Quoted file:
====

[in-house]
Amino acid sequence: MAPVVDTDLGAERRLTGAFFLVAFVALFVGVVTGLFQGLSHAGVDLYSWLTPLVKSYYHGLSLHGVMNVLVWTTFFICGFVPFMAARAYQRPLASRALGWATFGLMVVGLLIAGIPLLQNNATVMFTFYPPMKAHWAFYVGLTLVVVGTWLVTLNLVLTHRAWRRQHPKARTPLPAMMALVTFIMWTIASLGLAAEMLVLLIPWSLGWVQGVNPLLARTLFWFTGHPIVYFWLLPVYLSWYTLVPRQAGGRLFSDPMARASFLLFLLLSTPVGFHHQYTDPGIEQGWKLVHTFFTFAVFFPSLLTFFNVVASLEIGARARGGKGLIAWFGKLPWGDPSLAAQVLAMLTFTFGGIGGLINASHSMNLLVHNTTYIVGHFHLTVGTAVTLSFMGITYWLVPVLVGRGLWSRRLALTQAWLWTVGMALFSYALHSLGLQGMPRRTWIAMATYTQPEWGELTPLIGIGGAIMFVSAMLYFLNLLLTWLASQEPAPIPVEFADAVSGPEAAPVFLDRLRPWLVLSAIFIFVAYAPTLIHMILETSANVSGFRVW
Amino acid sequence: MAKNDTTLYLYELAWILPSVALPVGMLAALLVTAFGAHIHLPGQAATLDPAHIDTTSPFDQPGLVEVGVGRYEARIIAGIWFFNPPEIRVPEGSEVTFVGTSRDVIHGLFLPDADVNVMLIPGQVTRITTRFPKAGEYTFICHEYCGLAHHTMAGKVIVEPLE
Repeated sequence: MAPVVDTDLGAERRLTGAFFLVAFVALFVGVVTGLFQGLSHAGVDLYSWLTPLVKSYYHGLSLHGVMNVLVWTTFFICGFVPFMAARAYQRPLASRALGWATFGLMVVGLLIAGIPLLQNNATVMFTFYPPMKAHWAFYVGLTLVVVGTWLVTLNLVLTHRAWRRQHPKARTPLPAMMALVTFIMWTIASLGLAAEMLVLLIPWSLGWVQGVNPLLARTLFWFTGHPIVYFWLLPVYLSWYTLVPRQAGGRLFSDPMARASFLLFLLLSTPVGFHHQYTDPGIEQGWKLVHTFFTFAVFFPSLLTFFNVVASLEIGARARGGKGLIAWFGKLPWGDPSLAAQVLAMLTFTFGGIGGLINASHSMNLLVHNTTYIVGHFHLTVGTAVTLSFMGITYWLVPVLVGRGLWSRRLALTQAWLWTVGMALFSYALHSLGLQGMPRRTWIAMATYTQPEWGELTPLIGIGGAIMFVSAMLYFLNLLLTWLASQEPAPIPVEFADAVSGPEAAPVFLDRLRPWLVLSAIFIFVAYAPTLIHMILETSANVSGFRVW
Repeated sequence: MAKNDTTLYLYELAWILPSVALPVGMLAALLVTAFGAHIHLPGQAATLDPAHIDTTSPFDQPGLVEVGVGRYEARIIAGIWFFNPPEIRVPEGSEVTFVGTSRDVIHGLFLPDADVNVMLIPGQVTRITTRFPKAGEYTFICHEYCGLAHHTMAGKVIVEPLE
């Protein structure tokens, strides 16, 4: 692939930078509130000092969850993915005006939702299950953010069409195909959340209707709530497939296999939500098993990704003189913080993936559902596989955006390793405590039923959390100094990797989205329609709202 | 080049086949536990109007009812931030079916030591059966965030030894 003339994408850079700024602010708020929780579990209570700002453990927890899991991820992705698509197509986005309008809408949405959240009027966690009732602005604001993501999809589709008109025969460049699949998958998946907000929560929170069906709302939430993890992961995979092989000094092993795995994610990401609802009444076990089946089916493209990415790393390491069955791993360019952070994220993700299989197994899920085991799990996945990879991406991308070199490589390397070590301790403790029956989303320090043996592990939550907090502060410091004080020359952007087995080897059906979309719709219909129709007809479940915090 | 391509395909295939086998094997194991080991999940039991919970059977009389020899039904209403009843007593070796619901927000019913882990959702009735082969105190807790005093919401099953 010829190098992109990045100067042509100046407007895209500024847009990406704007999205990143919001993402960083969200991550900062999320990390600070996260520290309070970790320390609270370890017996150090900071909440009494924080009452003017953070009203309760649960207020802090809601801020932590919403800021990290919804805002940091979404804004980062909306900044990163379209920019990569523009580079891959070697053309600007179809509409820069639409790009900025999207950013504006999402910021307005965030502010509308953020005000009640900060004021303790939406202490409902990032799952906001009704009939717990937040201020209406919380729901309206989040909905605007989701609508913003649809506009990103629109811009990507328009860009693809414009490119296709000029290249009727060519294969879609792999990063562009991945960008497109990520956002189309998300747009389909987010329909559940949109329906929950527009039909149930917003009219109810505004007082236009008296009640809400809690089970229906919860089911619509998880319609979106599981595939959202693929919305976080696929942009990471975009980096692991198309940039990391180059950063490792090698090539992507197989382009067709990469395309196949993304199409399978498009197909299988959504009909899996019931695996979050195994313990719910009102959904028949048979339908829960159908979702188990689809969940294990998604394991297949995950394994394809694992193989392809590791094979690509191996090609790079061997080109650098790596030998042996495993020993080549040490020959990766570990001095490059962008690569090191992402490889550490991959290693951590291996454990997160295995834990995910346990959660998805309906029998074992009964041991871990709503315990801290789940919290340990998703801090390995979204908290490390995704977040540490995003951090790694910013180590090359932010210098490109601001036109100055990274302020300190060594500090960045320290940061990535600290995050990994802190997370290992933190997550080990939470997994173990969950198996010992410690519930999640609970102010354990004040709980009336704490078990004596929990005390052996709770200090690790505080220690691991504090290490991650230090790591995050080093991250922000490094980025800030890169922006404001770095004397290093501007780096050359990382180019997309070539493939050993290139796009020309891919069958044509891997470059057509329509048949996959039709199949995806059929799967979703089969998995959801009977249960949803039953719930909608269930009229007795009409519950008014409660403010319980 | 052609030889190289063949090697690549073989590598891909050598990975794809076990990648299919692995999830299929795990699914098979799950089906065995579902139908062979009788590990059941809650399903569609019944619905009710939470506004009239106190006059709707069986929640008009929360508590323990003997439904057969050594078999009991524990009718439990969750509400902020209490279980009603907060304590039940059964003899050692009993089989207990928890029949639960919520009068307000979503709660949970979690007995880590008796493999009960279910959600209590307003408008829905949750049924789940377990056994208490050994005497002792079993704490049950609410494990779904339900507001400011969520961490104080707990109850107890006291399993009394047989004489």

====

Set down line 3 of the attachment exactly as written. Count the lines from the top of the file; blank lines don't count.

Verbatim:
Amino acid sequence: MAKNDTTLYLYELAWILPSVALPVGMLAALLVTAFGAHIHLPGQAATLDPAHIDTTSPFDQPGLVEVGVGRYEARIIAGIWFFNPPEIRVPEGSEVTFVGTSRDVIHGLFLPDADVNVMLIPGQVTRITTRFPKAGEYTFICHEYCGLAHHTMAGKVIVEPLE